Page builder cons:

– Can look like every other website
– Unlikely to have SEO built-in
– It may not be optimised for mobile
– Using too many design elements may slow it down
– Code can become messy and need professional clean-up
– Reliant on the platform for support and feature updates
– Might not provide access to the right integrations
– May require a rebuild later on if unsupported functions are required

No/Low-Code Websites vs Custom Built Web Design

Photo, Kelly Sikkema.

What is a custom-built web design?

A custom-built web design is made for you by an agency or freelance web designer. It’s managed by them ongoing or passed to your internal team to look after. According to Purple Cow, “A custom-built website is generated from scratch. They will code it to suit whatever your business is into. There’s no template that will [constrain] your needs. Custom-built websites are flexible to updates and will grow as your business grows. Unlike templated sites, personalised ones are also easier to modify.”

And a custom design can do any function that the internet enables. So, this might mean direct integrations with IoT or ecosystems combined with your CRM system. Obviously, it’s easy to get a beautiful design with both low-code/no-code or custom-built websites, but bespoke builds have more brand utility.

According to Business2Community, “With a website template, it is impossible to differentiate your business and create an online presence unique to your business. Remember, your website is your shop front; it is your marketing and should project your professional image. The more professional image you project the more credible you look. Keep in mind that you need your business to stand out in the crowd and a website template might not be able to give you that.”

Designers and coders should consider a custom design from the ground up to reflect your brand and ideal customer. And so, as a result, you are likely to see stronger conversions from day one.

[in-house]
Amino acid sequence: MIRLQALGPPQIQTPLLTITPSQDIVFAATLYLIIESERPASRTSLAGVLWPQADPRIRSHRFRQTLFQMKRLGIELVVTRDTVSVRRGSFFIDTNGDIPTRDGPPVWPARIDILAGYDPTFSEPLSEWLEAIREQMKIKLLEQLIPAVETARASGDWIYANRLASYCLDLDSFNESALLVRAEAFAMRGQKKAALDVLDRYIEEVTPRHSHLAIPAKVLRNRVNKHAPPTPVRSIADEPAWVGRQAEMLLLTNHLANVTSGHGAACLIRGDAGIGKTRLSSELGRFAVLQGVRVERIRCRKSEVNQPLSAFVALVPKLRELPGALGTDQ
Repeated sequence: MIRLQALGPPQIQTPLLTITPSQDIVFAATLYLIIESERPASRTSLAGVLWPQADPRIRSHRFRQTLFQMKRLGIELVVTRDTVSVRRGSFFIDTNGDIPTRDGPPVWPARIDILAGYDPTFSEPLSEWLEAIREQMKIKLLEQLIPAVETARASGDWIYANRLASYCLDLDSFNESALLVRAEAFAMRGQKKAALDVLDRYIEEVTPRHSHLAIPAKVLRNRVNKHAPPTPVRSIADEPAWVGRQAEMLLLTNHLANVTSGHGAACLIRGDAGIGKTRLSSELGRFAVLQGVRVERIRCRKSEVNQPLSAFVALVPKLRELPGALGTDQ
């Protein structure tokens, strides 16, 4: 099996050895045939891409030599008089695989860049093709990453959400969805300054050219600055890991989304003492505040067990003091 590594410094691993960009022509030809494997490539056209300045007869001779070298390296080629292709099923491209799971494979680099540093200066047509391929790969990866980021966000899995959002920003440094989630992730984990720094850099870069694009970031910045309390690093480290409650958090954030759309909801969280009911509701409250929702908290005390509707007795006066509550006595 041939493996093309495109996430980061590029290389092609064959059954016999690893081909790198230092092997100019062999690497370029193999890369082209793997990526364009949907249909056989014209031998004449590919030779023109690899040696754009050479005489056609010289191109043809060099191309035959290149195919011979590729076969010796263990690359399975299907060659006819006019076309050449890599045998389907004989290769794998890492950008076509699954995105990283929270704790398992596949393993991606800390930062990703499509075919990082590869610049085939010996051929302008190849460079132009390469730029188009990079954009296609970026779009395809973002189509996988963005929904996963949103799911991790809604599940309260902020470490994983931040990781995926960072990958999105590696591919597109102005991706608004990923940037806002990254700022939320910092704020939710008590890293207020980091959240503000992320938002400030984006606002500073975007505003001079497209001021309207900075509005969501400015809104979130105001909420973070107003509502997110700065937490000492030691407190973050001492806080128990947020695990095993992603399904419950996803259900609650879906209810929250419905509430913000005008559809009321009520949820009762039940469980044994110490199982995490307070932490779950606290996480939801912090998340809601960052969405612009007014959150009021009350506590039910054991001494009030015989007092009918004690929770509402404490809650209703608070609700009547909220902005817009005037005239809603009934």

Example of custom-built website:

Studio Example

Creative Brand Design shared this excellent example of a custom-built website.

It uses interactive animations to guide visitors through the journey while reinforcing the brand’s beehive motif——taken from their name——that speaks to the coordination of the many departments and locations of this investment ecosystem.

No/Low-Code Websites vs Custom Built Web Design

And the bee and honeycomb imagery runs throughout the website in a way that reinforces the brand messaging through animation and more. This level of customisation just isn’t possible with a template. However, despite this rich design, the website loads quickly and effortlessly on Pingdom:

Custom-built website pros:

– The website will look totally unique
– Visuals can also add and reinforce brand value
– Built for the future and SEO from day one
– Optimised for mobile and loads quickly
– Expert support is available ongoing
– Can integrate with any other service

Custom built website cons:

– It will take longer to publish your website
– It will cost more initially


So, if you have the scope, a custom-built website will pay off dividends in brand equity and functionality for years to come. However, it is possible to get a simple and good-looking website live quickly with low-code or no-code platforms.

The choice between no/low-code websites vs custom-built web design is largely down to your business needs, timescales and budgets; however.

Marcy Willis